It’s a big step


Top 5 travel moments of 2014

I am moving to 🙂

Blogging… it isn’t easy.  I still remember my first post about my favourite village in England.  It took me hours to write, days to re-write, weeks of feed back from friends and family, and countless hand wringing moments.  When I finally hit the publish button I felt simultaneously elated and exhausted.  The next few posts got only a little easier – and then suddenly I had an epiphany – no one but people I knew was reading my blog, I stopped taking it so seriously.  Over night, I relaxed my writing style, poured more of my heart and personality into my posts and found fulfilment in just writing.

Then suddenly there were people following my blog who weren’t related to me…

The excitement I felt at seeing that email in my inbox to tell me that someone was following my blog… AND I DIDNT KNOW THEIR NAME! I then called my mum (obviously), texted my best friend and spent the whole day smiling.

That was the beginning – 2 1/2 years ago!

Lyme Regis in Snow

The last couple of years has helped to shape me as a blogger and a writer. Through the highs of getting likes to the lows of feeling un-inspired.  I have loved every second of it and through this blog I have learnt so much, about writing, connecting, networking, how big and small the world is, and about my own strengths!

The time has now come for me to take the next step, to build further on the foundation of this amazing blog.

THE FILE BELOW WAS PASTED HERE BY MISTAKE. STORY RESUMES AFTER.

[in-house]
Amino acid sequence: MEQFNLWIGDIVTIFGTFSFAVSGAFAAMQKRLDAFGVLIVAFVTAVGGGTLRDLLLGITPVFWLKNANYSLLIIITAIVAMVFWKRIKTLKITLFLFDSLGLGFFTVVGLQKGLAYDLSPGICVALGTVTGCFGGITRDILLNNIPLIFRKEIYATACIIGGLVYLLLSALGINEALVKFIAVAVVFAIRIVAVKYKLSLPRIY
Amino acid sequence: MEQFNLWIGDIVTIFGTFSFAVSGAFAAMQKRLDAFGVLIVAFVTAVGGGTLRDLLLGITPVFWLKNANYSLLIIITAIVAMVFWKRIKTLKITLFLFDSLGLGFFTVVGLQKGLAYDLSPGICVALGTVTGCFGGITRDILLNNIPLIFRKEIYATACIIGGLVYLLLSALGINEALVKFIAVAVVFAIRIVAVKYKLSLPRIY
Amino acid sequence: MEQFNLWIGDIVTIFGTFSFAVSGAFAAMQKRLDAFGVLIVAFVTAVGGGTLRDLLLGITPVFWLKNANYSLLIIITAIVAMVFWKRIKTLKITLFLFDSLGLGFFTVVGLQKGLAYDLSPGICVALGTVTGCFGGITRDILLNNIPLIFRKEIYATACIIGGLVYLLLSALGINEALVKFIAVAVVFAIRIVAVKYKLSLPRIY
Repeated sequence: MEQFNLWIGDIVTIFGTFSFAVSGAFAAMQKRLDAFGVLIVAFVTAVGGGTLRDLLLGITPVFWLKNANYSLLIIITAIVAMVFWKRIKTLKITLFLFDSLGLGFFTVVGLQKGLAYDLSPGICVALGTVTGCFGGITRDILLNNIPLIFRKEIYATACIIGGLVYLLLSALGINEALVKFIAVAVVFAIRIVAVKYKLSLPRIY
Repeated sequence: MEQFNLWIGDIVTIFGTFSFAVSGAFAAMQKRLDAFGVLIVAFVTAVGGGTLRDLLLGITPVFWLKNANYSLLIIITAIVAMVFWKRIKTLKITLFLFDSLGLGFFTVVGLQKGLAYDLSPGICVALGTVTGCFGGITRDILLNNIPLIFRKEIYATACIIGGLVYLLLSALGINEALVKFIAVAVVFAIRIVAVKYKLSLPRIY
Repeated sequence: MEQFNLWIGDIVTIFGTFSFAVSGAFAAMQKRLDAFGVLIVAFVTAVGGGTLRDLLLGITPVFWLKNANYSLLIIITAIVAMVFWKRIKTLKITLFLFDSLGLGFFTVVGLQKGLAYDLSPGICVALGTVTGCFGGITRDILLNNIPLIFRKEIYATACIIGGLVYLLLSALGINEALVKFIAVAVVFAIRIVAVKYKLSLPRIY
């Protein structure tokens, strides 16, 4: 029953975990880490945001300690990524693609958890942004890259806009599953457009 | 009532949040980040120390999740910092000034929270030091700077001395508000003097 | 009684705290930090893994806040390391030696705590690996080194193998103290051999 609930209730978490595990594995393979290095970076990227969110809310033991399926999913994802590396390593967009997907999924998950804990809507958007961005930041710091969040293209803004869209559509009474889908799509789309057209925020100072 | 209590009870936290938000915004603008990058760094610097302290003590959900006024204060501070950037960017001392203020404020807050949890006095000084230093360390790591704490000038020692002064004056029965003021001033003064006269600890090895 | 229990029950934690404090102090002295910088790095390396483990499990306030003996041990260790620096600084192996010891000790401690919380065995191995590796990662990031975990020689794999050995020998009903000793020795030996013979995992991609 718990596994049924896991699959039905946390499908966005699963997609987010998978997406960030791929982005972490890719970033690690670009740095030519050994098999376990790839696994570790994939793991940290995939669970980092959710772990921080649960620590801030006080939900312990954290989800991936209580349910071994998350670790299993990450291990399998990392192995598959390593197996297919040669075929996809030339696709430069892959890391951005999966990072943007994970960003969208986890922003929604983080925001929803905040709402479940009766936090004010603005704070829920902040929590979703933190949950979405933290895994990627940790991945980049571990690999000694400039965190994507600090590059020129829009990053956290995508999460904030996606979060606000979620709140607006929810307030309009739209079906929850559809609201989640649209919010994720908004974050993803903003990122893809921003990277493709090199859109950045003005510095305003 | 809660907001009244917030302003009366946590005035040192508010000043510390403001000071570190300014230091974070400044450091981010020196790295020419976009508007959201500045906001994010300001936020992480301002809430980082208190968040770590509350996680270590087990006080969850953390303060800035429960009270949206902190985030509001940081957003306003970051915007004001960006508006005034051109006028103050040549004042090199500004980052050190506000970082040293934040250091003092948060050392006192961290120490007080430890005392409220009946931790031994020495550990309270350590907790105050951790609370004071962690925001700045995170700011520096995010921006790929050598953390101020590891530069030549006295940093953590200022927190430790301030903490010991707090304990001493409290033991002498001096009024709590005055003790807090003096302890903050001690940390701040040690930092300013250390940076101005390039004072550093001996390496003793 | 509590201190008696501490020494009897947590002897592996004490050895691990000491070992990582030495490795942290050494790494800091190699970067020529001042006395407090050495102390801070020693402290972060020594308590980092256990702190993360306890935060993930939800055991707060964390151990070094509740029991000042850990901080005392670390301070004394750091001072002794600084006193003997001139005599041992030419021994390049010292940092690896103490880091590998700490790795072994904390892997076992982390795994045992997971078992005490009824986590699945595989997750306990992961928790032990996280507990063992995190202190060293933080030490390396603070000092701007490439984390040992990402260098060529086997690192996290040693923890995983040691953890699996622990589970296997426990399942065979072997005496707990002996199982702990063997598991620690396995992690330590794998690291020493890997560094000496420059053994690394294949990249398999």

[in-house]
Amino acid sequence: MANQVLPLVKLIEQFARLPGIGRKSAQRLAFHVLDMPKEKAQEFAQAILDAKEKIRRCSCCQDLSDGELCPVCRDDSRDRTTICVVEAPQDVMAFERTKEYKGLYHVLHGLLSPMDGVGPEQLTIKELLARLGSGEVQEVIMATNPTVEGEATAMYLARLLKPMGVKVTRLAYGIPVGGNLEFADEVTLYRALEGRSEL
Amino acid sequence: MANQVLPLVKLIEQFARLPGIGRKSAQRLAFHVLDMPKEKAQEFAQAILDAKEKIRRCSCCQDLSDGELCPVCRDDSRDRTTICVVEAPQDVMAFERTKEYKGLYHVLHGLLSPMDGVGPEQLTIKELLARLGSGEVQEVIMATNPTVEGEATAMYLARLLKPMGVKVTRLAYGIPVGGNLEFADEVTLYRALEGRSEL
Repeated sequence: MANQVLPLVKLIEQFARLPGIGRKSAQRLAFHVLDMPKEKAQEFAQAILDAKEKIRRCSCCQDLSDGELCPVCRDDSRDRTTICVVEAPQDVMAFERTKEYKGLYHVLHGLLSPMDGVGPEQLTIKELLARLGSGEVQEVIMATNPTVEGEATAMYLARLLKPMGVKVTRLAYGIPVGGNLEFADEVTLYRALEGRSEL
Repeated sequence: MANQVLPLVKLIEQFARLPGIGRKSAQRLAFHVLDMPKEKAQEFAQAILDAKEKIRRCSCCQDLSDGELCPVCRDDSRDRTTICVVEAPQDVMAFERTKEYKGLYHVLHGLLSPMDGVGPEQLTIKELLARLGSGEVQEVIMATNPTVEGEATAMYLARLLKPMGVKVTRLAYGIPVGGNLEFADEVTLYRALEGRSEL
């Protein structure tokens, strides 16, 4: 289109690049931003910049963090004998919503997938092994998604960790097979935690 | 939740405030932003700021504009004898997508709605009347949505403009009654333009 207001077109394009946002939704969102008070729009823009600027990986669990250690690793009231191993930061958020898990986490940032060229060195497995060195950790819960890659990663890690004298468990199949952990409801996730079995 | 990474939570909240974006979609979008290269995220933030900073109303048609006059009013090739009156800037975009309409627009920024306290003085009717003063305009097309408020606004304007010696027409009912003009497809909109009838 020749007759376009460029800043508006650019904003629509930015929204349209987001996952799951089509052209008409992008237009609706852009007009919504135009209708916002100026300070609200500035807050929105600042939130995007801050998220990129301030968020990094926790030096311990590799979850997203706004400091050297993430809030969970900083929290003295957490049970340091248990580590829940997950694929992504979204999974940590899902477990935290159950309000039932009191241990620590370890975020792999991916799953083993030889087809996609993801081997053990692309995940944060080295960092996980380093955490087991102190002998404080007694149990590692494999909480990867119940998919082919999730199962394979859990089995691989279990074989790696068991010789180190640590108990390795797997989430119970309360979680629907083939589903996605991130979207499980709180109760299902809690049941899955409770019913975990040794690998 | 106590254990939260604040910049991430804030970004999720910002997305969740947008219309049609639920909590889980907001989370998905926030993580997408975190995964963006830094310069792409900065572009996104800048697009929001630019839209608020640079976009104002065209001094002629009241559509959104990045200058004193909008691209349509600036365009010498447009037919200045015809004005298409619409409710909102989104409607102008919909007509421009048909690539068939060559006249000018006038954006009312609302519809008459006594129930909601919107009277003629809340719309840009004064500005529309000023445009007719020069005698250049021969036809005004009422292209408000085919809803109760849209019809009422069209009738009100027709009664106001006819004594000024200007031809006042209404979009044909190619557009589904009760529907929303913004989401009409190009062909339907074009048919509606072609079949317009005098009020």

I have spent the last couple of months building a website that will embody all of the things that I loved about this blog and have the platform to build so much more.  It’s still about travel (obviously) but with a healthy twist!

Check out to keep in touch with my adventures!

Here you will see some of the posts that you have loved from this blog, such as:The Lite Backpacker

Looking forward to connecting with you all through my new site.  Would love to keep in contact and continue to share. If you are my wonderful family and friends who have faithfully followed this blog from the beginning – I expect you are already following my new website… 😉

Helen AKA The Lite Backpacker

The Lite Backpacker - logo


Are you a suitcase snob?

Santa Monica Beach - how do you travel?

This morning I had lunch with one of my oldest and dearest friends.  She has been off travelling the world for the last year, roaming around Europe and Asia – she has made a pit stop in Sydney over christmas before she continues her adventures in New Zealand… oh what a life!

Over breakfast she was telling me a story about how she had met a Chilean guy while traveling, at first she didn’t think he would be cool to hang out as he was travelling with a suitcase but then on further acquaintance she learnt that the reason he had a suitcase was because he was so broke he couldn’t afford to buy a new backpack.  She looked at me and said with refreshing honesty “I’m a suitcase snob”.

Cambodia - to suitcase or backpack - how do you travel?

It got me thinking – previously I have written about how we are all travel snobs, how we judge people for not travelling in the way that we think “real” travel should be done.  What it came down to is that there is no right or wrong way to travel – but you may not get along with someone who is cocktail bar hopping when you are chasing down the cheapest beer in town. Fact.

My friend is a very practical lady, throughout our misspent youth there would be many times when her practicality would win out – such as at 3am after dancing all night in heels and a short dress… suddenly my feet were sore and I was cold.  Whereas she would be in cute but sensible shoes and would have packed a cardigan – all warm and toasty! So she practically unpacked her comment – suitcases just weren’t a sensible travel accessory if you want to travel on a budget. Therefore anyone travelling with a suitcase is either a) travelling in “style” or b) not sensible.